Networks to help communities be greener, more resilient and prosperous

Aerial panorama of small town at sunrise

UKRI has invested £3.6 million in three networks to improve economic and social wellbeing and create more sustainable, resilient, communities.

Urban environments across the UK are set to benefit from new research that will explore ways to create more sustainable and prosperous communities.

This is thanks to a major investment in three pioneering networks delivered by the:

  • Engineering and Physical Sciences Research Council (EPSRC)
  • Natural Environment Research Council (NERC)
  • Arts and Humanities Research Council (AHRC).

Key challenges

Each network will focus on key challenges facing UK cities or environments in one of the three areas:

  • green infrastructure development linked to:
    • blue infrastructure (water elements):
      • rivers
      • canals
      • ponds
      • wetlands
      • floodplains
      • water treatment facilities
    • brown infrastructure:
      • soil survey techniques
      • soil quality
    • grey infrastructure:
      • buildings
      • roads
      • other urban constructions
  • low carbon connected digital infrastructure with considerations between urban and rural environments
  • sustainable urban systems, to become more resilient and adaptable across natural systems and infrastructure.

Funded networks

Urban systems and infrastructure

The ‘Port and Coastal Cities and Towns Network’ will work to improve the sustainability of urban systems and infrastructure in coastal UK.

Many coastal communities are under-developed, underperform economically and have low social wellbeing.

The network, led by Professor William Powrie at University of Southampton will work to identify ways to take advantage of their location and provide resilient, sustainable regeneration solutions.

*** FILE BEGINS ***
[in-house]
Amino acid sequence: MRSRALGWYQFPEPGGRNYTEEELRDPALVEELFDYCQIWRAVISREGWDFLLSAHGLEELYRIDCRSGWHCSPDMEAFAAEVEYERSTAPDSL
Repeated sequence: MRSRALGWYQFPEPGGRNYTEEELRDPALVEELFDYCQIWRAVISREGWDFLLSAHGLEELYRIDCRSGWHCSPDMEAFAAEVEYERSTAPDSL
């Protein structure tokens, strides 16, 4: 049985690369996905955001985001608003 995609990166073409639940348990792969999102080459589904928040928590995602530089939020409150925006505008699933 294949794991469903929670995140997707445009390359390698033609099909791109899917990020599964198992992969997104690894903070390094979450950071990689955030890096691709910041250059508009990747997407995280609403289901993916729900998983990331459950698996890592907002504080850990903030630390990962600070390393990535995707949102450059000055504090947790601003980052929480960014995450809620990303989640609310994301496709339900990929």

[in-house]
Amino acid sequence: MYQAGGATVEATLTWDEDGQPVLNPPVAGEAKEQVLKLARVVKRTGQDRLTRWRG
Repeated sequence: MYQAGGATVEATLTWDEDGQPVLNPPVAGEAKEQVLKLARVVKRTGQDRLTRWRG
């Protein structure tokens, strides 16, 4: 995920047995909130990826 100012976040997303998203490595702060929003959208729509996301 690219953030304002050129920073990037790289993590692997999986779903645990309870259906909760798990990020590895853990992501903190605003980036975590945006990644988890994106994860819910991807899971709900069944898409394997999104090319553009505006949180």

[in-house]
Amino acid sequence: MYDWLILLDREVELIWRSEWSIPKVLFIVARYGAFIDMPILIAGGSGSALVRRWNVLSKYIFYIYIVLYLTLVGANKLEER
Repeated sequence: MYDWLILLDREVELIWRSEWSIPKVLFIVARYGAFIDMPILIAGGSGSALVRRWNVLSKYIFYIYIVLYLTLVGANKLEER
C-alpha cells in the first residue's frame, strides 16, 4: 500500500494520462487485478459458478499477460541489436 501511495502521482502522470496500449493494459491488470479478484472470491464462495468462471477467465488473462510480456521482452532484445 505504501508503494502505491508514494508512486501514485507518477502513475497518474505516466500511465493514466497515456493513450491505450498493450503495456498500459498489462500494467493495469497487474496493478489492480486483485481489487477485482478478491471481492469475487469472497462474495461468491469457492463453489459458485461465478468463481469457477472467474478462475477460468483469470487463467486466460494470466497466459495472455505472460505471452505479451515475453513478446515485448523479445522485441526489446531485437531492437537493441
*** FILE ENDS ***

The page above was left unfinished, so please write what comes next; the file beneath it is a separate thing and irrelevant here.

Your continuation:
Digital infrastructure

A ‘Green, Connected and Prosperous Britain’ will look at the ways in which better digital infrastructure can help to build more sustainable, economically successful communities in the UK.

Led by Professor Sandra Dudley at London South Bank University, the network will model new ways that smart technology can:

  • help create efficiencies
  • help decentralise energy production and boost the effective use of local renewable generation
  • influence human behaviour.

Poverty and deprivation

‘Reclaiming Forgotten Cities’ will explore ways to use urban green and blue spaces to help cities adapt to current and future challenges.

It will also find ways to address the way poverty and deprivation amplify urban pressures.

The network is led by Professor Prashant Kumar at the University of Surrey’s Global Centre for Clean Air Research.

The network will focus on ‘forgotten cities’, those with severe pockets of deprivation, and smaller cities.

These cities have typically lacked funding or political visibility and have not been the focus of research and innovation investment.

Experts from different disciplines

These networks, which will begin in March 2022, all feature a team of expert researchers drawn from different disciplines.

EPSRC Director for Research Base Jane Nicholson said:

These cross-sector and multidisciplinary networks will bring engineering, environmental, arts and humanities and economic and social researchers together to identify opportunities and address complex challenges.

All three networks speak directly to recent government strategies, including the Net Zero Strategy and the Levelling Up White Paper, and we look forward to seeing how their work can directly improve lives.

Top image:  Credit: Smileus, Getty Images

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